We first need to define what we mean by “free will.” For the purpose of this article, we will define free will as “the capacity of a conscious mind to make decisions and choices without any external constraints or coercion.” God has a mind and is conscious; He has the capacity to make decisions and choose (He has volition); He does not answer to any authority, is not limited by any external constraints, and cannot be coerced. Therefore, based on this definition, we can say, yes, God certainly possesses free will.
God created us with a free will, too; it’s part of what distinguishes us from rocks and animals. But the volition we possess is of a lesser sort than God’s. Free will with no external constraints is impossible for human beings to have, since we always have limitations of some kind. There are always things that we cannot choose to do, such as flap our arms and fly to the moon. At best, the above definition suggests that human beings only havemostly free will—there do exist external constraints on our choices—and not completely free will. We surmise that God has completely free will in the sense that, in His omnipotence, He is not limited by anything apart from Himself. According to Job 36:23, no one tells God what to do: “Who has appointed Him His way, And who has said, ‘You have done wrong’?” (NASB).
Another way to look at free will in human beings is that we have a certain aspect of our decision-making process that is unconstrained by natural laws. Many events are determined by natural laws: a pen falls when someone drops it (the law of gravity), and robins build nests every spring (animal instinct). But no such natural laws govern one’s choice to put on tennis shoes instead of dress shoes, for example, or to order bacon for breakfast instead of sausage. Mankind operates in a realm subsidiary to the natural world, yet he maintains a limited autonomy within that world.
God, on the other hand, has free will in every aspect. The natural world operates subsidiarily to His realm. God is unconstrained by all natural laws; He in fact established those laws and is sovereign over them. God could have created the universe in any of a number of ways, and the way it exists is due to His choice. God was not required to create at all: in Revelation 4:11 we read, “You are worthy, our Lord and God, to receive glory and honor and power, for you created all things, and by your will they were created and have their being.” The point is that even the act of creation itself was the result of God’s free will: His choice to create was not influenced by any necessity or obligation. God’s volition is absolute; His actions are neither deterministically constrained nor controlled by someone else.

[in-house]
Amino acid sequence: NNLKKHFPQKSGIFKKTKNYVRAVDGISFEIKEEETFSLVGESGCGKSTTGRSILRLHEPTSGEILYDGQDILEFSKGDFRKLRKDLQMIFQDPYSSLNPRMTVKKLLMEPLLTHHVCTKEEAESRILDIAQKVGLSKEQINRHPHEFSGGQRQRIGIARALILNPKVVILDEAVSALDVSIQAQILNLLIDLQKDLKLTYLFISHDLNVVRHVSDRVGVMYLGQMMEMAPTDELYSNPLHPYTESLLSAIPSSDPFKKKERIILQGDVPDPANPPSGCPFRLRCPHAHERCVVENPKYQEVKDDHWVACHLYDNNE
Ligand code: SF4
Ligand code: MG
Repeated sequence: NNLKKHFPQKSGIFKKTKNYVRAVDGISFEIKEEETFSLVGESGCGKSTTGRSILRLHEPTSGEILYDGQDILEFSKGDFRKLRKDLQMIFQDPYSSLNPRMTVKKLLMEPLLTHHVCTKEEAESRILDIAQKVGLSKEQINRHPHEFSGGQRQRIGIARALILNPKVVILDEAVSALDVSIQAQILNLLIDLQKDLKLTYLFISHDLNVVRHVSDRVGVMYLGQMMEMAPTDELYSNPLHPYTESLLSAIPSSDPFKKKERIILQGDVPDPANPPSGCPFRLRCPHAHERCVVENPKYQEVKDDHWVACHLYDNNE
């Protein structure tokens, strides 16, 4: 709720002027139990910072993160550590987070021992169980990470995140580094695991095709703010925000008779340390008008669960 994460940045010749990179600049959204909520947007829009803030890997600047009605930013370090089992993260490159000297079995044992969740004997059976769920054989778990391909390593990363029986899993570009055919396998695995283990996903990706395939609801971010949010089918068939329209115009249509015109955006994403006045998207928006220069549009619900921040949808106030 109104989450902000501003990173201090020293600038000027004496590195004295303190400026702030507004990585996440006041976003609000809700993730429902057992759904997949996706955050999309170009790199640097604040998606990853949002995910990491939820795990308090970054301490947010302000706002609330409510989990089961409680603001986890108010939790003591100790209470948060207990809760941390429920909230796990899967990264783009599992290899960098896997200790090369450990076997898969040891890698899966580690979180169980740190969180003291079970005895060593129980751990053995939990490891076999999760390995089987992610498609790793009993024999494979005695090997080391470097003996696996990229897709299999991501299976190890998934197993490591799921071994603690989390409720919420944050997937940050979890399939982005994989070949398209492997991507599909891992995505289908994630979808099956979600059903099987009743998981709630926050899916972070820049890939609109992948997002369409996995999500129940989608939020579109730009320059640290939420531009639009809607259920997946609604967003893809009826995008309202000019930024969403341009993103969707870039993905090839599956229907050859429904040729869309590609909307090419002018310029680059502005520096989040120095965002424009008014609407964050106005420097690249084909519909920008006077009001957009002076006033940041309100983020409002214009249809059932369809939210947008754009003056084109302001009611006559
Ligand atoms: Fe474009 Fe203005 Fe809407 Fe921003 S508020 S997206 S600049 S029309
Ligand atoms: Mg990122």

There are certain things that God is incapable of doing because His perfect and holy nature disallows it. Titus 1:2 says that God “cannot lie” (NASB). This doesn’t suggest any kind of external control, however; the fact that God’s perfection prevents Him from lying identifies an intrinsic property of God’s own character. God cannot be unfaithful to Himself; He cannot break His Word; He cannot be less than perfect. A lesser being can choose to sin, but God cannot—or He would not be God.
Also, there are certain things that God is incapable of doing because of the very nature of reality. Can God make a triangular square? No, not if the words triangular and square have any real meaning. God does not deal in absurdities, fallacies, or farces. He deals in reality; in fact, God is the source of reality. He is the I AM WHO I AM (Exodus 3:14). As the Creator and Sustainer of all that is, God has defined what we call reality. The way things are is the way He chose things to be.
Human beings have some measure of free will. But God’s volition is truly free—it is maximal in both quantity and quality. God’s inability to lie or sin or be illogical does not diminish His freedom in any way, since it is the result of His own intrinsic nature; external influences have no hold on Him.
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